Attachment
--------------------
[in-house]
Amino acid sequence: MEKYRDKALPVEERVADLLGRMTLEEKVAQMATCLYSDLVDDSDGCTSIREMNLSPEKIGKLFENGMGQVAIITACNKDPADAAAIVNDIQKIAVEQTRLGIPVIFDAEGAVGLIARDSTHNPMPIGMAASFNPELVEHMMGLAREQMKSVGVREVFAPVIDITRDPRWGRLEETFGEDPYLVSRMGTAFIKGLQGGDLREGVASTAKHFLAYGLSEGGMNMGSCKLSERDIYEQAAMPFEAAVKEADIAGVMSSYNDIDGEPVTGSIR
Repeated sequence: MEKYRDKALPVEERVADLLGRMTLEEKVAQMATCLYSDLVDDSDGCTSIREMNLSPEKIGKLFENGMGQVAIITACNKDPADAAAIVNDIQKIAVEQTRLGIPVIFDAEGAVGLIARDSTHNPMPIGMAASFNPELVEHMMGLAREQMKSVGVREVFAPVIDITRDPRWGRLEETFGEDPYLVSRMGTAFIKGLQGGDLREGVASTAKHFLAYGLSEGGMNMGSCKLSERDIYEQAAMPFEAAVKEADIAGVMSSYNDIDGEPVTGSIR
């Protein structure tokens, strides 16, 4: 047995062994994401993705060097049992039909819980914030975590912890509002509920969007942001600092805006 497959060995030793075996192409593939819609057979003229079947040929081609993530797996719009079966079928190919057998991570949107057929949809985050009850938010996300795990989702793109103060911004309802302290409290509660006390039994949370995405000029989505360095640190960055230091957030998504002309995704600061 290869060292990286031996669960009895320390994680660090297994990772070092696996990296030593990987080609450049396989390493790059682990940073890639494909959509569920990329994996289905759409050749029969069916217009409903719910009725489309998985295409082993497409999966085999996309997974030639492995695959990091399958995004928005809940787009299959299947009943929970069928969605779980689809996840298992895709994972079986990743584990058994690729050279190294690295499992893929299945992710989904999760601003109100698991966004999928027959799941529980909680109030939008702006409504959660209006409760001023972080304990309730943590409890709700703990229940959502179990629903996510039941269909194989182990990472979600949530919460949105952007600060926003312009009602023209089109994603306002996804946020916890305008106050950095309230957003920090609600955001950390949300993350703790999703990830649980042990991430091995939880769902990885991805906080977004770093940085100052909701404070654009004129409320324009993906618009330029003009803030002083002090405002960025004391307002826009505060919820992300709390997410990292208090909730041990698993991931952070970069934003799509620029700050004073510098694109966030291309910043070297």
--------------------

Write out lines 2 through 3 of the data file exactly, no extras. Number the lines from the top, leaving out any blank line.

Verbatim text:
Amino acid sequence: MEKYRDKALPVEERVADLLGRMTLEEKVAQMATCLYSDLVDDSDGCTSIREMNLSPEKIGKLFENGMGQVAIITACNKDPADAAAIVNDIQKIAVEQTRLGIPVIFDAEGAVGLIARDSTHNPMPIGMAASFNPELVEHMMGLAREQMKSVGVREVFAPVIDITRDPRWGRLEETFGEDPYLVSRMGTAFIKGLQGGDLREGVASTAKHFLAYGLSEGGMNMGSCKLSERDIYEQAAMPFEAAVKEADIAGVMSSYNDIDGEPVTGSIR
Repeated sequence: MEKYRDKALPVEERVADLLGRMTLEEKVAQMATCLYSDLVDDSDGCTSIREMNLSPEKIGKLFENGMGQVAIITACNKDPADAAAIVNDIQKIAVEQTRLGIPVIFDAEGAVGLIARDSTHNPMPIGMAASFNPELVEHMMGLAREQMKSVGVREVFAPVIDITRDPRWGRLEETFGEDPYLVSRMGTAFIKGLQGGDLREGVASTAKHFLAYGLSEGGMNMGSCKLSERDIYEQAAMPFEAAVKEADIAGVMSSYNDIDGEPVTGSIR